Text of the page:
regulation

DMA: IMCO targets GAFAM, forgets interoperability

We’ve seen the draft report on the Digital Markets Act from the leading Committee, and we are not impressed. Rapporteur Andreas Schwab imagines the DMA as a tool to take swift action against the biggest players in online markets. But the key issues that could help consumers, about whom the Committee for Internal Market and Consumer Protection should be most concerned, remain unresolved.

The usual suspects

The German Christian-Democrat MEP’s vision of the DMA targets the biggest platforms, by raising quantitative thresholds of how rich and popular one has to be to qualify as a gatekeeper. A quick check of whose annual EEA turnover is €10 billion in the last three financial years or market capitalisation is at least €100 billion in the last financial year, and which services have over 45 million monthly users, reveals that Schwab is targeting the GAFAM (Google, Apple, Facebook Amazon, Microsoft).

The rumour in town is that platforms such as booking.com don’t want to be bound by the same regulatory measures as the giants that are bigger and wealthier by an order of magnitude, and… that originate from the US. This could be considered beneficial, if one views only the five to be the source of most online evils. Except that it is not entirely future-proof if a new core service emerges and does a lot of damage before they actually reach the high financial thresholds. Not to mention that such an approach further entrenches the online ecosystem in which online intermediation is practically divided among the five companies. 

Read More »DMA: IMCO targets GAFAM, forgets interoperability

How the DSA can help Wikipedia – or at least not hurt it

The Digital Services Act is probably the most consequential dossier of the current EU legislative term.  It will most likely become a formative set of rules on content moderation for the internet. It also means that it will shape the way Wikipedia and its sister projects operate. One can only hope that the DSA doesn’t try to fix what isn’t broken, specifically our community-based content moderation model. What are the scenarios?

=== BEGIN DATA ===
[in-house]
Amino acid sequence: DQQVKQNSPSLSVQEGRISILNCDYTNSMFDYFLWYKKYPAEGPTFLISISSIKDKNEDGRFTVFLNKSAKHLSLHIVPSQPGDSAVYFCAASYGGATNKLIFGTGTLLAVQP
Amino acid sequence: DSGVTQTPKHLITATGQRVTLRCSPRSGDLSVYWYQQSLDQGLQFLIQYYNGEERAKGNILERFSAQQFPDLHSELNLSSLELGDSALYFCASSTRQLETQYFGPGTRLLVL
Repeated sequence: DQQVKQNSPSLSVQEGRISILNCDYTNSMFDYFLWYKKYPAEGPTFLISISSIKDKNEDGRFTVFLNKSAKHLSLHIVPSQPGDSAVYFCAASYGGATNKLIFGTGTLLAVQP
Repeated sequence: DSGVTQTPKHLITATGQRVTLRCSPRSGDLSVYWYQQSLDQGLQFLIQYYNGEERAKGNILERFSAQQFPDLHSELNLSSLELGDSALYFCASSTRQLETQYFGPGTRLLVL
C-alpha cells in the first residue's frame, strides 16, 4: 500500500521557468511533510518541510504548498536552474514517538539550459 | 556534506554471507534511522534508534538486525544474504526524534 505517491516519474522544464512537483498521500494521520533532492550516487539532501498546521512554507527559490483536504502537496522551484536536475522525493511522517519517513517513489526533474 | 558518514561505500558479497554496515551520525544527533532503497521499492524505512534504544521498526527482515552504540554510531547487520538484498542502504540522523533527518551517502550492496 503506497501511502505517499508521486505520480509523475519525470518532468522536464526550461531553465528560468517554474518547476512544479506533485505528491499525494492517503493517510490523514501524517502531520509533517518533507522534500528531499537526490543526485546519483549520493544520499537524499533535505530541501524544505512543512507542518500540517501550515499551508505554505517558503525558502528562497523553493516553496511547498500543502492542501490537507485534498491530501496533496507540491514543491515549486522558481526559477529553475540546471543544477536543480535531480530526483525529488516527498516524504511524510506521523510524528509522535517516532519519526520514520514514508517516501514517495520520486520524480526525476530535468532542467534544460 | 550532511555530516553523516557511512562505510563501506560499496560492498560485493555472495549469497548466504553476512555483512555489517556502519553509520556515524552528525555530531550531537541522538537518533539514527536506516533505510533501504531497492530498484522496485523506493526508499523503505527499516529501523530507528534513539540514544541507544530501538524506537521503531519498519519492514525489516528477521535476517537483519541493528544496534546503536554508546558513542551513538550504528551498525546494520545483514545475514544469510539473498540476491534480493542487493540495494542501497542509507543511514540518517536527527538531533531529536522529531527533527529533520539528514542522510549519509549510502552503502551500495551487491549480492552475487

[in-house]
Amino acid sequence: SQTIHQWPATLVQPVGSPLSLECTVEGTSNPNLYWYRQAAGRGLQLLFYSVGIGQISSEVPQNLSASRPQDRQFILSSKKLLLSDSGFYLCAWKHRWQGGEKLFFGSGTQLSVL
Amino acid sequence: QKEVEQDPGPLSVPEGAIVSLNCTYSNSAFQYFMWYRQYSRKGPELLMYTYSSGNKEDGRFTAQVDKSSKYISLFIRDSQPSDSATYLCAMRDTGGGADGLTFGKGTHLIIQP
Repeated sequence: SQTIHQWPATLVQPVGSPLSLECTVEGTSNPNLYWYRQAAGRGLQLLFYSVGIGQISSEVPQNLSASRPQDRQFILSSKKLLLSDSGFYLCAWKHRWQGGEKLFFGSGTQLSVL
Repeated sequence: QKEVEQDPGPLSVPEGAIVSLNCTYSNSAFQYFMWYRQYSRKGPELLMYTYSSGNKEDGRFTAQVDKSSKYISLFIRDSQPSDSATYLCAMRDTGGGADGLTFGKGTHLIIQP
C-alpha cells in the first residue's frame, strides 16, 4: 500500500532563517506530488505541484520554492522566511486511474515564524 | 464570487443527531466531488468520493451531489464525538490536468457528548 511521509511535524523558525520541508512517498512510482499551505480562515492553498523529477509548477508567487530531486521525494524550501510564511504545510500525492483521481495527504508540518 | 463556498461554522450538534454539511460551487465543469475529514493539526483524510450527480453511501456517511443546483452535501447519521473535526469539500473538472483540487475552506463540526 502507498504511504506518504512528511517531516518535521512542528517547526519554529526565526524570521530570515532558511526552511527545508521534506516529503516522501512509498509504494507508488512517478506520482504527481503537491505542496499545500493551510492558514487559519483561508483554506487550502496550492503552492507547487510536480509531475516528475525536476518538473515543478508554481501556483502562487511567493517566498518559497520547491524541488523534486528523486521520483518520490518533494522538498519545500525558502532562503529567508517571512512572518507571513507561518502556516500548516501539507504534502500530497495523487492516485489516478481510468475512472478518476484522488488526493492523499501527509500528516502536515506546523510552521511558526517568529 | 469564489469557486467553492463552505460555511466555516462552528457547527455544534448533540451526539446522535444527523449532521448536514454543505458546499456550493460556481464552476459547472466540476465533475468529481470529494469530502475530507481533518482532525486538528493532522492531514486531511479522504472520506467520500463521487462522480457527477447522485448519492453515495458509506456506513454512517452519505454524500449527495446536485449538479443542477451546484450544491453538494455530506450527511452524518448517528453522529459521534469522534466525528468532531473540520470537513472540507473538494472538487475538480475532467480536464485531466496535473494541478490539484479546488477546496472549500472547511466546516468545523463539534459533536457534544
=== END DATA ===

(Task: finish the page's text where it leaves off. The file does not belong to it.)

A quick history of recent platform liability legislation

One of the reasons why the DSA became a thing, is the growing conviction that online intermediaries – from social media, through various user-generated content hosting platforms, to online marketplaces – will not fix the problems with illegal content through voluntary actions. In the previous legislative term we saw two proposals to change the responsibilities and liability of platforms. The focus was on types of content: copyrighted material (in the infamous Directive in Copyright in the Digital Single Market) and so-called terrorist content (in the Regulation on Dissemination of Terrorist content Online, or TERREG, with its final vote on April 28). 

The topical focus has its limitations, such as the number of legal regimes one platform would need to conform to simultaneously. This time around, the European Commission wants to impose rules on platforms that would cover all sorts of an intermediaries, content and services. 

Read More »How the DSA can help Wikipedia – or at least not hurt it

Sanctioning the giants – will the internet be better with the Digital Markets Act?

Many would agree that the issues plaguing the online ecosystem are too many to fix for one act of law. So the European Commission drafted two legislative proposals: the long expected Digital Services Act (DSA) and the Digital Markets Act (DMA). Will the DMA prove to be an adequate instrument in the efforts to improve competition in the digital market? Or is it a missed chance to fix structural problems in access to information and knowledge?

The rogues are rogue because we let them

It was not a secret that a regulatory push in the realm of competition was considered by the European Commission. First, because of the multiple probes into practices by big tech, which have been launched by the EC in recent years. Second, because Margrethe Vestager, the Commissioner for Competition and EU’s Executive Vice-President responsible for A Europe Fit for the Digital Age had said so. Third and finally, because it is enough to look at a handful of internet companies which, rather than competing on the market, create global markets of their own, to see that some sort of intervention could benefit users and businesses alike.

The European Union offers a unique environment, where regulating a market influences all 27 Member States and almost 448 million people. Therefore, even globally operating companies will accept a legislative “offer” imposed across the federated part of the continent, even if it is tough on them.

UPDATE: we submitted feedback to the EC consultations on DMA

Read More »Sanctioning the giants – will the internet be better with the Digital Markets Act?